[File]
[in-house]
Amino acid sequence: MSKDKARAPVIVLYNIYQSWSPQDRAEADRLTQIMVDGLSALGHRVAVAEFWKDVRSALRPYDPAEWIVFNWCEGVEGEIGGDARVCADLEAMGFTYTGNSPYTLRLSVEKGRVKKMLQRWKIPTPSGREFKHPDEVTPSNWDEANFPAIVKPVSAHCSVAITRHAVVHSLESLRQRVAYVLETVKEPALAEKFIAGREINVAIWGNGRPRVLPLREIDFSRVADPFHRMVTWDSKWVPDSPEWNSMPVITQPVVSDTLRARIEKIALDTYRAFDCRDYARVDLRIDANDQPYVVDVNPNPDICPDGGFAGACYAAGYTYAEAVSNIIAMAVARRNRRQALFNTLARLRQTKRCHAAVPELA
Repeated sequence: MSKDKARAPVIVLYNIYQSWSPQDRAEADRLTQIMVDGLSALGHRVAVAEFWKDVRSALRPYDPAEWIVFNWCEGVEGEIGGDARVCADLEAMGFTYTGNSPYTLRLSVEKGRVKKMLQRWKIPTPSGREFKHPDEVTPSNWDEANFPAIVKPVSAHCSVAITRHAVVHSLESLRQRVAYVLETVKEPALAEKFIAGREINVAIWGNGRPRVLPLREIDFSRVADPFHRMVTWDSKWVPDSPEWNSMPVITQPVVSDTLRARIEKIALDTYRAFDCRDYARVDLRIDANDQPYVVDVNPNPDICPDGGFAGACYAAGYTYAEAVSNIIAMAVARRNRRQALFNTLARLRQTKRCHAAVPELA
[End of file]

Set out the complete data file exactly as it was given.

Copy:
[in-house]
Amino acid sequence: MSKDKARAPVIVLYNIYQSWSPQDRAEADRLTQIMVDGLSALGHRVAVAEFWKDVRSALRPYDPAEWIVFNWCEGVEGEIGGDARVCADLEAMGFTYTGNSPYTLRLSVEKGRVKKMLQRWKIPTPSGREFKHPDEVTPSNWDEANFPAIVKPVSAHCSVAITRHAVVHSLESLRQRVAYVLETVKEPALAEKFIAGREINVAIWGNGRPRVLPLREIDFSRVADPFHRMVTWDSKWVPDSPEWNSMPVITQPVVSDTLRARIEKIALDTYRAFDCRDYARVDLRIDANDQPYVVDVNPNPDICPDGGFAGACYAAGYTYAEAVSNIIAMAVARRNRRQALFNTLARLRQTKRCHAAVPELA
Repeated sequence: MSKDKARAPVIVLYNIYQSWSPQDRAEADRLTQIMVDGLSALGHRVAVAEFWKDVRSALRPYDPAEWIVFNWCEGVEGEIGGDARVCADLEAMGFTYTGNSPYTLRLSVEKGRVKKMLQRWKIPTPSGREFKHPDEVTPSNWDEANFPAIVKPVSAHCSVAITRHAVVHSLESLRQRVAYVLETVKEPALAEKFIAGREINVAIWGNGRPRVLPLREIDFSRVADPFHRMVTWDSKWVPDSPEWNSMPVITQPVVSDTLRARIEKIALDTYRAFDCRDYARVDLRIDANDQPYVVDVNPNPDICPDGGFAGACYAAGYTYAEAVSNIIAMAVARRNRRQALFNTLARLRQTKRCHAAVPELA